Ryan Snell has been coaching the Medomak Valley football team since they formed a varsity squad in 2015 – but he’s never experienced an atmosphere like last Friday night.
There is as much energy as ever around football in Medomak Valley, now in its seventh season at varsity. The 2-0 Panthers came fresh from a 40-0 win over Winslow that established them as one of the leading players in Class C North this season, and the atmosphere under the lights for the team’s homecoming game against Nokomis was electric .
Fans queued long before kick-off to enter the stadium, with the line stretching from the entrance to the high school itself. For a Medomak team that shuts down between Friday night and Saturday afternoon games year-round, the scene at Waldoboro Snell only confirmed the former’s superiority.
“We don’t have our own lights, but we rent construction lights and get some of the local businesses here to sponsor them so we can have two or three night games a year,” said Snell, whose team beat Nokomis 35-0 for the first time starting 3-0 since the program’s inaugural season in 2015. “There’s just a lot more people getting together on a Friday night, and last Friday it was just phenomenal.”
More teams across the state that traditionally chose to play Saturday games have made similar swings toward Friday night competitions in recent years. The reason for this is simple: high school football is meant to be played by the glow of the Friday night lights.
Don’t get me wrong, football is special in almost every way. I’ve attended countless high school games in Minnesota, Missouri, Maryland, and Maine; I’ve sat in 100,000-seat stadiums in Ann Arbor, Michigan and Knoxville, Tennessee; I’ve been to Lambeau Field and even the old Metrodome in Minneapolis, where you could smell three decades of peanut fumes off the walls. Regardless of the setting, there is something so incomparable and magnificent about the game that no other sport can match.
However, there is nothing purer than what happens in the high school fields on Friday nights, especially in the tight-knit communities we have here in Maine. There is a special energy that you can feel from the players, coaches, cheerleaders, fans and everyone else in attendance. For a few hours, the autumn sky, the night breeze, and the lights illuminating the field make everything, no matter what’s going on around us, seem like it’s in the world.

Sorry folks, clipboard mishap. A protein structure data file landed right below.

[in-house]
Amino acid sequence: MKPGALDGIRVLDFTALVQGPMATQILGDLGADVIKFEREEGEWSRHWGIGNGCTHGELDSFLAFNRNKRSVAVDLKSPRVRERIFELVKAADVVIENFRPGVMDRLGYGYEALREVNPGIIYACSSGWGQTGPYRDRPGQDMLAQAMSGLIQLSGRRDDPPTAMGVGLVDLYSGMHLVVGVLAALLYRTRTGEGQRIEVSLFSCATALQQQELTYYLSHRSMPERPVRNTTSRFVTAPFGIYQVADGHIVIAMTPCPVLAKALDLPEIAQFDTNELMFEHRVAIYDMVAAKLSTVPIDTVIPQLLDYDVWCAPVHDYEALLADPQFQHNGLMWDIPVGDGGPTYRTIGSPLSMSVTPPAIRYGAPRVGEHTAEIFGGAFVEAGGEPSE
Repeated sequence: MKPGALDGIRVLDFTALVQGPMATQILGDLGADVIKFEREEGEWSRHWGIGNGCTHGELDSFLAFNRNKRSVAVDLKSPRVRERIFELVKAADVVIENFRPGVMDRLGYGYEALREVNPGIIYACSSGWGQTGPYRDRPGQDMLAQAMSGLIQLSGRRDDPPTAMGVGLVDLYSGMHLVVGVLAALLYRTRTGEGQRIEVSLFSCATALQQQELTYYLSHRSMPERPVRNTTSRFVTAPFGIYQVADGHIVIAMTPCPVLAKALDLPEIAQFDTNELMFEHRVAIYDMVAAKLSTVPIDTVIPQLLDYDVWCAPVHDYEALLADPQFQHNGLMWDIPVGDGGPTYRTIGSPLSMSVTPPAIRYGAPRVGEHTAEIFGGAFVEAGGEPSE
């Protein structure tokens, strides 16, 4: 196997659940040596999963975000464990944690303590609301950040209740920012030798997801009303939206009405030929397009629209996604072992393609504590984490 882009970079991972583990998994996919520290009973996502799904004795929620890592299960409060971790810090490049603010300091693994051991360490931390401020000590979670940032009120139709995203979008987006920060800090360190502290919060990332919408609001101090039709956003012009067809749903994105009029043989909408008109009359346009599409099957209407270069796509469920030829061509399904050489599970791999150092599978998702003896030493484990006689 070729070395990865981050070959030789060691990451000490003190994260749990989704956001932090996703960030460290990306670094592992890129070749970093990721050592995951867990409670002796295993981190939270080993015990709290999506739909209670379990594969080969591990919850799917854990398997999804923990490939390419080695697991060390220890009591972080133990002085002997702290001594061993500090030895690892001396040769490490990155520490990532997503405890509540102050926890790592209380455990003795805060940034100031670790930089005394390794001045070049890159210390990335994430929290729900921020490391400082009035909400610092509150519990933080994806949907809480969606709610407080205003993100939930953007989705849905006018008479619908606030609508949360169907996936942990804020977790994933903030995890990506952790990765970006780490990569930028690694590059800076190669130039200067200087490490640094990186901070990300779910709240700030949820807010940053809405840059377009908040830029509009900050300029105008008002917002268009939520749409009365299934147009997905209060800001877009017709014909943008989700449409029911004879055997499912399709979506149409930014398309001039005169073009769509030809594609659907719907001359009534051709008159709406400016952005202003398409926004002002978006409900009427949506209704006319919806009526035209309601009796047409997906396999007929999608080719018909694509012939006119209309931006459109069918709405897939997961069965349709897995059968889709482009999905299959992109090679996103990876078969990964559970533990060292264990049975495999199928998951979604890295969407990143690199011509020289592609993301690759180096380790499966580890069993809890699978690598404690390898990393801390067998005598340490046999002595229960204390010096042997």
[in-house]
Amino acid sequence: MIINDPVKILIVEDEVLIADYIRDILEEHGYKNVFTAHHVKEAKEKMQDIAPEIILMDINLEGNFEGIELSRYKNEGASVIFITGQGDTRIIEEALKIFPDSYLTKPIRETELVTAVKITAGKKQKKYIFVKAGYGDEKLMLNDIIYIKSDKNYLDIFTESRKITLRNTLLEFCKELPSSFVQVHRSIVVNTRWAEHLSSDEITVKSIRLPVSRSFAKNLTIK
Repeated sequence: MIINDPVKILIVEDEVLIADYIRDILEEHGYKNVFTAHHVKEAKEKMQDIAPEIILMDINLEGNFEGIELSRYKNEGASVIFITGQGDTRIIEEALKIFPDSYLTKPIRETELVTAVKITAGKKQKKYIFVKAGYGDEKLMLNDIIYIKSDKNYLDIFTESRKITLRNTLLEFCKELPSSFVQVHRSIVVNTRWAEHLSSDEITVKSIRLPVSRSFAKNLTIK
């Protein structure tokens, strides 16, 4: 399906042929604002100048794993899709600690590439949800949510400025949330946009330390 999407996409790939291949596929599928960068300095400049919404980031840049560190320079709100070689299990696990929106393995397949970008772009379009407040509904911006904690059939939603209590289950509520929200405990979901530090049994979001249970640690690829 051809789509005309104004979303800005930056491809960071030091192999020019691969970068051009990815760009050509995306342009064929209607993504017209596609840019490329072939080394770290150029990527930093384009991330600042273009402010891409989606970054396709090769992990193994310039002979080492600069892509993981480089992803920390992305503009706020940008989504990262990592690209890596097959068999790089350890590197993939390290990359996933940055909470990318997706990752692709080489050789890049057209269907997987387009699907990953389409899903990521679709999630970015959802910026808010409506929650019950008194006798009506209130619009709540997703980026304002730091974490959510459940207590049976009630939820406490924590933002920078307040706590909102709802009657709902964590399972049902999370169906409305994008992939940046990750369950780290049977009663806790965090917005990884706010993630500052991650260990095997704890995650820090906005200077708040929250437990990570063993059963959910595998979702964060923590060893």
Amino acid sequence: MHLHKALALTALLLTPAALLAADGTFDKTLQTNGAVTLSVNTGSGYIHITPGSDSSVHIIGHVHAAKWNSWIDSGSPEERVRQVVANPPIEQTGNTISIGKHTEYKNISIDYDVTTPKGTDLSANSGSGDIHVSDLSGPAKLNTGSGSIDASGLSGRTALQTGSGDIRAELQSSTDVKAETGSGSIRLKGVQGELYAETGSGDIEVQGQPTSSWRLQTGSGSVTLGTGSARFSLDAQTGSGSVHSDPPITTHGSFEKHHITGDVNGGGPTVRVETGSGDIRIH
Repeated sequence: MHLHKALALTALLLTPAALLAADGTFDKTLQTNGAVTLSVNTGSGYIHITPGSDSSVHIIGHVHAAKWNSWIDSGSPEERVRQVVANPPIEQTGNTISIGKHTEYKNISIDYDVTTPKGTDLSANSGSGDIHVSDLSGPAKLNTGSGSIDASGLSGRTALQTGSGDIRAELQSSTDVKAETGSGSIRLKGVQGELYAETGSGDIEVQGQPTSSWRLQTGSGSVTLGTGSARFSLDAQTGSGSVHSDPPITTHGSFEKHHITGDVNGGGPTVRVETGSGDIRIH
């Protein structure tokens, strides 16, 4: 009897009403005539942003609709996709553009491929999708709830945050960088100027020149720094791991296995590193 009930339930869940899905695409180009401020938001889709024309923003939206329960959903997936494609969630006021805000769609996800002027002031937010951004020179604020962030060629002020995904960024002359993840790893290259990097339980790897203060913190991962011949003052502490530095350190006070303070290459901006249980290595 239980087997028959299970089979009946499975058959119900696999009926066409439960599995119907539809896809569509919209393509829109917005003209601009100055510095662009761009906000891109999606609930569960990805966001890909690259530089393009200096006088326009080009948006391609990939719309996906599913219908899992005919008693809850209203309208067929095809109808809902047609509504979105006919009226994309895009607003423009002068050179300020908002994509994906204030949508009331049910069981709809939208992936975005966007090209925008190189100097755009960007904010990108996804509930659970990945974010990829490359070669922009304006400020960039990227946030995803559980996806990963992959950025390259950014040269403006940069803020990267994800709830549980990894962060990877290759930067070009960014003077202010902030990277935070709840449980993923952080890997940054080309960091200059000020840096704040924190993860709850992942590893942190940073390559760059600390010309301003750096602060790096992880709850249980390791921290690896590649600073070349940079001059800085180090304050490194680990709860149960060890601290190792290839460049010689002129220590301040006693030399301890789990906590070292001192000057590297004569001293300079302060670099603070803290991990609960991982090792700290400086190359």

Locally, Waterville has been one of the schools to have played its home games exclusively on Saturdays for the vast majority of the program’s history. But in 2015, the Purple Panthers began a tradition of renting out lights once a year to play their annual homecoming games on Fridays. Waterville has done it every season since.
For today’s head coach Isaac LeBlanc, it’s the best game of the year, bar none. During a training session on Wednesday afternoon, you could feel an additional momentum in the team’s preparation. This Friday night game against Spruce Mountain finally brings out the best in the Purple Panthers, who have won it every year since 2017.
“I’d be lying to you if I said there wasn’t something special about that game and that experience under the lights,” LeBlanc said. “These guys look forward to this homecoming game that we do every year. It’s become quite a tradition for us. It’s a great night for this community and this program.”
While Medomak Valley and Waterville have taken the spotlight for select games, there is one other school that has only started Saturday through Friday. Lisbon, which was donated lights a few years ago, has all four home games this season scheduled for Friday at 7pm.
Lisbon fans could have been forgiven if they hadn’t been enthralled by the idea of breaking with the tradition of Saturday games that had existed in this municipality since the program’s debut. After all, Lisbon without Saturday afternoon football is like Stonington without Hummer, Freeport without the LL Bean Store, or Baxter State Park without Katahdin. It just sounds a little wrong.
Instead, the reaction was overwhelmingly positive as Lisbon played their first-ever game under the Friday night lights two weeks ago. Even players who played Saturday games 60 years ago, like Dennis Turcotte, have expressed delight at the move. His son Kevin Turcotte was no different.
“The energy is really high,” Kevin Turcotte, father of current Lisbon player Connor Turcotte, told Sun Journal. “They got pumped up. They heard they (the lights) got their first year, and they’ve been dying ever since. I love it. I like Friday nights better than Saturdays. People are busy these days.”
Of course, that doesn’t mean Saturday games don’t have a place on the current high school football landscape. Saturday afternoons in Winslow are special; Saturday afternoons in Oak Hill are special; Saturday afternoons in Dexter are special. To say that these places can (or even should) easily abandon these traditions would be a misconception.
Here, too, other problems play a role. The lights needed to illuminate soccer fields don’t come cheap, and the state’s struggle to recruit more officials could result in more game days being staggered. But the strain of playing night games says a lot about how much Friday night football is appreciated.
“You get the kind of people that are together on a Friday and it really doubles the vibe,” Snell said. “The audience is more involved and the players are more excited. They have a better schedule when they get home from school and can do what they have to do to come back and play that night. It’s just better for everyone.”
More teams in Maine are discovering this as they move their games to Friday nights – and both high school football in the state and the atmosphere that surrounds it will be better off as a result.
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